IT'S THE end of recycling in Queensland - at least that's what people are afraid of.
Ipswich Mayor Andrew Antoniolli ripped the yellow-topped feeling of do-gooderness out from the feet of households in his city this week when he revealed their council had been dumping everything put into recycling bins in with landfill for the past month.
They've now officially announced the end of kerbside recycling in the city. The decision has made people across Australia nervous that other councils will follow in their footsteps.
That's because Australia's recycling goods were, until January, routinely shipped to China. But China has cracked down on foreign recycling rubbish and Australian cities have no idea what to do with the build-up of old bottles. 4 Corners revealed last year that hundreds of thousands of tonnes of glass - warehouses full of the stuff - are being stockpiled because it has nowhere to go. There's too much to process in local facilities and nowhere else to export it to.
It means the cost of recycling has skyrocketed. Councils like Ipswich are reluctant to pass the cost on to ratepayers who may see fit to vote them out at the next local election. For Ipswich, canning the recycling scheme will save $2 million a year, or a few dollars per household each year. That saving is forecast to go up in the years to come.
Plenty of stakeholders have slammed Ipswich's decision. But they're not changing it, and even though plenty of Queensland councils say their committed to recycling, plenty of others may view this as permission to follow.
It puts individual households in a tough spot, knowing their yellow bins could mean nothing.
There are things you can do though, whether or not your council continues to recycle:
1. Save eligible bottles for a container refund scheme
The scheme is coming later this year in Queensland and has already been running in New South Wales and other states.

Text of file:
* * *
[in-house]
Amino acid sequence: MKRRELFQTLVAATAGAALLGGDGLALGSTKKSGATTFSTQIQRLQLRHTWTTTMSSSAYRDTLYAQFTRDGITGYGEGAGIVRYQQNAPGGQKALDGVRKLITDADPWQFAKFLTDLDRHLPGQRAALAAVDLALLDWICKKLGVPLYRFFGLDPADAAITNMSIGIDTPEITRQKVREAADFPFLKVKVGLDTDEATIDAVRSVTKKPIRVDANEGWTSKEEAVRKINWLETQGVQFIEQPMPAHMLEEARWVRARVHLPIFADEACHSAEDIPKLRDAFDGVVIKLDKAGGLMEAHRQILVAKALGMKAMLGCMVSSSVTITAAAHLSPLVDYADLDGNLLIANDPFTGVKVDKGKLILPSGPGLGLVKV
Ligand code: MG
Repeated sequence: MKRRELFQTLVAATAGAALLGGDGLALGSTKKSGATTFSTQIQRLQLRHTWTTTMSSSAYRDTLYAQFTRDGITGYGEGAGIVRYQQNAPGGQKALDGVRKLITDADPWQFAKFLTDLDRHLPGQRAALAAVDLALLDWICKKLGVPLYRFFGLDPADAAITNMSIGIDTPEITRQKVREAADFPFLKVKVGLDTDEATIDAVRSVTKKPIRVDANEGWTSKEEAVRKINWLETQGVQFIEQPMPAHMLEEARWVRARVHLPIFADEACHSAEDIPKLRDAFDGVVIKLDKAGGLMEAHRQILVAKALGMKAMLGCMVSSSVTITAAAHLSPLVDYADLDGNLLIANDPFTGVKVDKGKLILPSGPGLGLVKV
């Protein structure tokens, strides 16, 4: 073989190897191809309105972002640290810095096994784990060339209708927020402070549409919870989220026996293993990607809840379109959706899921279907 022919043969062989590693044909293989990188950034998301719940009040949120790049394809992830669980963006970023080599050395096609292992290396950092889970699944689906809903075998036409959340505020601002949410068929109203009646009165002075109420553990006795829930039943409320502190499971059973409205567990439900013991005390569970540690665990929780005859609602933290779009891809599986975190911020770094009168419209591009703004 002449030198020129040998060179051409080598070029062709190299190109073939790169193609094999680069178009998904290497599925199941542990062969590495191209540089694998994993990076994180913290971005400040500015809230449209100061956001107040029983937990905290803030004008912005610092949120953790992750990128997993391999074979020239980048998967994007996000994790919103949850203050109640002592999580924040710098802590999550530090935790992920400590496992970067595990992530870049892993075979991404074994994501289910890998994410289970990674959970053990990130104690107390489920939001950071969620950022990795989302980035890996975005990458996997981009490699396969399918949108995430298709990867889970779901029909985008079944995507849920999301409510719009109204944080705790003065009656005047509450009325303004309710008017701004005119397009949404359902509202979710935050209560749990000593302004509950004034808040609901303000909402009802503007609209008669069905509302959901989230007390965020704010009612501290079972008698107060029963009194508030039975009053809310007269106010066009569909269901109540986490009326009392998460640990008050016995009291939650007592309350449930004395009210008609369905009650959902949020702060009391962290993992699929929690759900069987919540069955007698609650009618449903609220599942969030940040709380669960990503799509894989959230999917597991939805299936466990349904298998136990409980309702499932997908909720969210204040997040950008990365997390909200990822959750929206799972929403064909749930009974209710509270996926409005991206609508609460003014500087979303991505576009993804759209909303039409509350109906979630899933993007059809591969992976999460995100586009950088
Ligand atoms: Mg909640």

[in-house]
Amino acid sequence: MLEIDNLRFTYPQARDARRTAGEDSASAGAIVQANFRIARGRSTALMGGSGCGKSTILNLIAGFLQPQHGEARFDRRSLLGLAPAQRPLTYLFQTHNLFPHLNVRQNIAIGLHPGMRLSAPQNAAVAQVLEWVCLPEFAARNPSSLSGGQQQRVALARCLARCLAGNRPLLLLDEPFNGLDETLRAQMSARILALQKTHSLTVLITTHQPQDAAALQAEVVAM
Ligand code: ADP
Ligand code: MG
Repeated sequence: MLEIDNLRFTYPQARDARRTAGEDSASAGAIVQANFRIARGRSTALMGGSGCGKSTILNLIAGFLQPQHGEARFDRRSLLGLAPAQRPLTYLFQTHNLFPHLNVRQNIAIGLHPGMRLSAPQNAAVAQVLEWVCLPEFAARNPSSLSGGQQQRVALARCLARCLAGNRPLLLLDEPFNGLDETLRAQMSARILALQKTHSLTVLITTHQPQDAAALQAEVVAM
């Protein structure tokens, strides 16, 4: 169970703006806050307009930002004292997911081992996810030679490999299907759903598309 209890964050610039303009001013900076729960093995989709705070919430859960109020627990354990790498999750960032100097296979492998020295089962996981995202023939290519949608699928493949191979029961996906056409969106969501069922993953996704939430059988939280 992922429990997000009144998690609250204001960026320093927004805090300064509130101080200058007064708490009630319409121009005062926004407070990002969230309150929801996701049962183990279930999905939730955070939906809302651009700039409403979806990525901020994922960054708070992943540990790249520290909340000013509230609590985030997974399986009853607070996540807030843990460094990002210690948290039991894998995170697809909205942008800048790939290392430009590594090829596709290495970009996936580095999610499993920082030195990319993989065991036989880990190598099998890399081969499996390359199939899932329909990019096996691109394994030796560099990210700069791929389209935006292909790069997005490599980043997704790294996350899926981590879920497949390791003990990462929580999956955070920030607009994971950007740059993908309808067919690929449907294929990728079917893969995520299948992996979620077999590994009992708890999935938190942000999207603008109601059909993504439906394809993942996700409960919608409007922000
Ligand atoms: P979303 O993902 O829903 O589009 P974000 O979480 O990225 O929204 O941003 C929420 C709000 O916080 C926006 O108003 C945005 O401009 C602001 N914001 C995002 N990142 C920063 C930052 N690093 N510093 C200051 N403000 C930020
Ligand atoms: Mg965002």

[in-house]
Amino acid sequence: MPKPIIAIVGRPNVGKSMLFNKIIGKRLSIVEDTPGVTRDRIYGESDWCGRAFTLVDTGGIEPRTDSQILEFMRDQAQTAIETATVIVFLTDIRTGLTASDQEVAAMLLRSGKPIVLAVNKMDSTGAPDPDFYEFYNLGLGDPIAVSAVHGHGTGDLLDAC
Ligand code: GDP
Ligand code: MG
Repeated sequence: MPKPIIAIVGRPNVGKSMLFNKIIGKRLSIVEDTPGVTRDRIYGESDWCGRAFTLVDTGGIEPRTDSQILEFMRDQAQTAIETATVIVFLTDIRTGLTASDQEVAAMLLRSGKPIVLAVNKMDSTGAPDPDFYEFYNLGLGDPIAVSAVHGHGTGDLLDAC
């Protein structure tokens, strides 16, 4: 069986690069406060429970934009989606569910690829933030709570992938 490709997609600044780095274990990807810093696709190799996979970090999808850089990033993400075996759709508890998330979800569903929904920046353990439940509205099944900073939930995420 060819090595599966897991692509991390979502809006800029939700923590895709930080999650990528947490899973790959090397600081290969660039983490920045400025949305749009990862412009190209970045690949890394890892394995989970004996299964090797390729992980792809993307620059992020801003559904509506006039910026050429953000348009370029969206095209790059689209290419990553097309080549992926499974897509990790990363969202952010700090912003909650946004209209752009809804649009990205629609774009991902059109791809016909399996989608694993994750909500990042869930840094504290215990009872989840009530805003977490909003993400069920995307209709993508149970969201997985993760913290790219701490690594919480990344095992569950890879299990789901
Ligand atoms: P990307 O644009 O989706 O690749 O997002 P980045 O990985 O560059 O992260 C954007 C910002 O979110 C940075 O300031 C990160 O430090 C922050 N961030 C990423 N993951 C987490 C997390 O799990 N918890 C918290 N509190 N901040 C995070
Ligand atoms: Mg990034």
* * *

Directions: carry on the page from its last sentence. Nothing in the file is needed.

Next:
It'll give you 10 cents back for every empty bottle that fits the criteria. Container return points will be introduced across the state (and are already operating in New South Wales).
The scheme has its faults - NSW residents have reported there aren't enough return points to make it viable.
And there are plenty of bottles that aren't eligible, including wine and spirit bottles. But it's better than sending them to landfill.
2. Use less!
This one is pretty simple. Stop using so much stuff.
Consider how much you're using single-use bottles and cups as part of your daily habits and figure out a way to reduce it, or switch to biodegradable packaging. There's not much point in using a recyclable product like glass if it's not being recycled.
Buying a cup of coffee every day? Get a keep cup. Drink a lot of soft drink? Switch to something that doesn't use glass or plastic. Getting takeaway for lunch? Ditch the straw and the crappy plastic fork.
3. Get crafty
Glass and plastic are useful, and the grocery shop or trip to the bottlo would be a lot harder if we avoided them entirely. The question is what to do with the packaging that's left when you're finished with the stuff inside.
If it's a glass jar, then the only thing stopping you is time and effort. They make great storage containers for the pantry and the fridge and they'll save you the trip to Kmart. Use them in the garden. Make gifts out of them. Get in on the breakfast in a jar trend. Turn them into cleaning spray bottles. Take five minutes to think about what you could use the jar or bottle for before it goes in the bin.
Would you pay higher rates if it meant your recycling wouldn't go landfill?
This poll ended on 26 April 2018.
Absolutely, I care about the environment
No, we already pay enough in rates
I don't care either way
This is not a scientific poll. The results reflect only the opinions of those who chose to participate.